In order to design and implement successful lifestyle interventions for older adults, it’s important to understand the mechanisms that contribute to their success. A recent study took a closer look at Lifestyle Redesign, an evidence-based behavioral lifestyle intervention that has been shown to reduce depressive symptoms in older adults. This program involves weekly group sessions on topics such as aging and health, transportation, safety, and social connections, and includes outings where participants gain direct experience with the week’s topic. In the latest study, researchers asked participants questions to determine which factors of the program contributed to its success.
The researchers primarily focused on activity frequency and activity significance, or the degree to which participants considered an activity as important or having benefits for personal health and wellness. To get a better idea of how these factors could lead to improved well-being, the researchers examined the psychological mechanisms of social connections and perceived control, or the belief that one’s own efforts can bring about desired outcomes.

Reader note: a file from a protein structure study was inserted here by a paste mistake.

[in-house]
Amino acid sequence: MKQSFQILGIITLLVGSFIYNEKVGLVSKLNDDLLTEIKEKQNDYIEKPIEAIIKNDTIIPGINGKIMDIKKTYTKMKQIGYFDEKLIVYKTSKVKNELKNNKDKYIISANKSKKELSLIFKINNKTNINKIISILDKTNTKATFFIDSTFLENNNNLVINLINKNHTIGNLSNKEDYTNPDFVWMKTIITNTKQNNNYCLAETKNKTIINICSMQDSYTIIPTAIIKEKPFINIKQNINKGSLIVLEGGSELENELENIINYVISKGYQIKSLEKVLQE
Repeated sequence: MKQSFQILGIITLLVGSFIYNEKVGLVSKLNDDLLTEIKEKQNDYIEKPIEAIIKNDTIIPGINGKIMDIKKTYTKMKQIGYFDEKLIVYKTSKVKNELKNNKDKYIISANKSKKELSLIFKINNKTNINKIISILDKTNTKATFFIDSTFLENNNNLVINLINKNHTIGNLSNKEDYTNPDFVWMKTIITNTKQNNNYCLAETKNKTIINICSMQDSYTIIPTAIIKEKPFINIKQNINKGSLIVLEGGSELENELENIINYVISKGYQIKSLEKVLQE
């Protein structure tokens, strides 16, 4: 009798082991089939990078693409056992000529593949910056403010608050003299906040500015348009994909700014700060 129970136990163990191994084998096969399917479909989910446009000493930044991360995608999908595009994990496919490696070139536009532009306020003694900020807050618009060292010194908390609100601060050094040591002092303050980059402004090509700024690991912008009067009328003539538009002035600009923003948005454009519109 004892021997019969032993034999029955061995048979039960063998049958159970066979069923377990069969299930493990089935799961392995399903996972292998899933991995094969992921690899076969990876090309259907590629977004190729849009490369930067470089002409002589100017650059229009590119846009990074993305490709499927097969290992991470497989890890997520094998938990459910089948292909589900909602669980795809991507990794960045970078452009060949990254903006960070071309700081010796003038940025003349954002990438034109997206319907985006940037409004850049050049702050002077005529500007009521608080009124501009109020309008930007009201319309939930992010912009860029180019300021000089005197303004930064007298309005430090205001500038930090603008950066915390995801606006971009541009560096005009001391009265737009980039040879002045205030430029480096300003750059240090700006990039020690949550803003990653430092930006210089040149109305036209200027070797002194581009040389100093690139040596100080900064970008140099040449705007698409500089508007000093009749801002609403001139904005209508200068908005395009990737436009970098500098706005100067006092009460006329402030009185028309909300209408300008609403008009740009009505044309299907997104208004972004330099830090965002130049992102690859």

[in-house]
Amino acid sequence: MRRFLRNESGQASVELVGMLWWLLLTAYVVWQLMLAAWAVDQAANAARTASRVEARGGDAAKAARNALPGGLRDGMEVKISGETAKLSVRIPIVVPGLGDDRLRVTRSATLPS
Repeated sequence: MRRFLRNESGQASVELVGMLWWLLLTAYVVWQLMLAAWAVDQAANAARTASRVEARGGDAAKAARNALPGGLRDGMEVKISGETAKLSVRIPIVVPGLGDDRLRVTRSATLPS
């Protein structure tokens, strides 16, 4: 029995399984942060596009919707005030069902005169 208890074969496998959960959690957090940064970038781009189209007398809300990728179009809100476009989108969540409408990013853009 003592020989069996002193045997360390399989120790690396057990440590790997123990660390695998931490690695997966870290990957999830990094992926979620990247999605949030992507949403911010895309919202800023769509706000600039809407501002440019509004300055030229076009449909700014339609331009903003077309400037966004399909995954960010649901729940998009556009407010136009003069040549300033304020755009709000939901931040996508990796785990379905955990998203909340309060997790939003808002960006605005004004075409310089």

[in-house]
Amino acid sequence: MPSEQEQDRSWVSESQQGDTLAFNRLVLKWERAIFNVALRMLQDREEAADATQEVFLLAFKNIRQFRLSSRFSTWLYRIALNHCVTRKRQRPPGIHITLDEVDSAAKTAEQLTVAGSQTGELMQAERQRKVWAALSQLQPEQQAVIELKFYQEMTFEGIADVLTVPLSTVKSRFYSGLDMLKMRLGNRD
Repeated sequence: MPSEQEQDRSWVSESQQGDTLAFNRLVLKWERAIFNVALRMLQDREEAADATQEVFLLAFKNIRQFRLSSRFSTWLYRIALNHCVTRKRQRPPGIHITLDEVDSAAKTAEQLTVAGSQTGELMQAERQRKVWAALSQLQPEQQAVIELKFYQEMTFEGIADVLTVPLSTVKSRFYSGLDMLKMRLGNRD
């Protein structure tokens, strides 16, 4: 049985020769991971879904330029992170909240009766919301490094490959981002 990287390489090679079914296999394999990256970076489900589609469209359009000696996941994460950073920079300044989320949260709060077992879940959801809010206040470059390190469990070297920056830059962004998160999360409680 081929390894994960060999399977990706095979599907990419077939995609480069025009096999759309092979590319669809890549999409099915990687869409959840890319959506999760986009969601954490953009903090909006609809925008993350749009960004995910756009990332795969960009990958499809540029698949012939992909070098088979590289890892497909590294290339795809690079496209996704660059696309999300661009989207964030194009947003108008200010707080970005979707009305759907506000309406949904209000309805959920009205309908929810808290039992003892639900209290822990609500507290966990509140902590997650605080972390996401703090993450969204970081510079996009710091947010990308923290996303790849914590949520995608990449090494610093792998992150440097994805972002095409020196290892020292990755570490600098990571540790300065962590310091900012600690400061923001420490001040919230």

As in previous evaluations of the Lifestyle Redesign program, participants showed a significant decrease in depressive symptoms. When researchers added activity frequency to the equation, they found the intervention led to an increase in activity frequency, which predicted decreased depressive symptoms in participants. Similarly, the intervention led to a more positive perception of activity significance, which also predicted decreased depressive symptoms. The effect sizes of both factors were the same.
As for the underlying psychological variables, both social connections and perceived control also predicted decreased depressive symptoms. The researchers also found that increased activity frequency predicted an increase in social connections but not perceived control, whereas increased activity significance predicted an increase in perceived control, but not increased social connections.
The importance of social interaction became clear when comparing the activities that participants engaged in after the intervention compared to those of a control group; intervention participants engaged more frequently in socializing with friends and family, helping others, taking or teaching classes, creative activities, talking on the phone, and shopping.
For those in aging services who are designing or implementing interventions, these findings point to areas that can be emphasized in order to make an intervention more successful.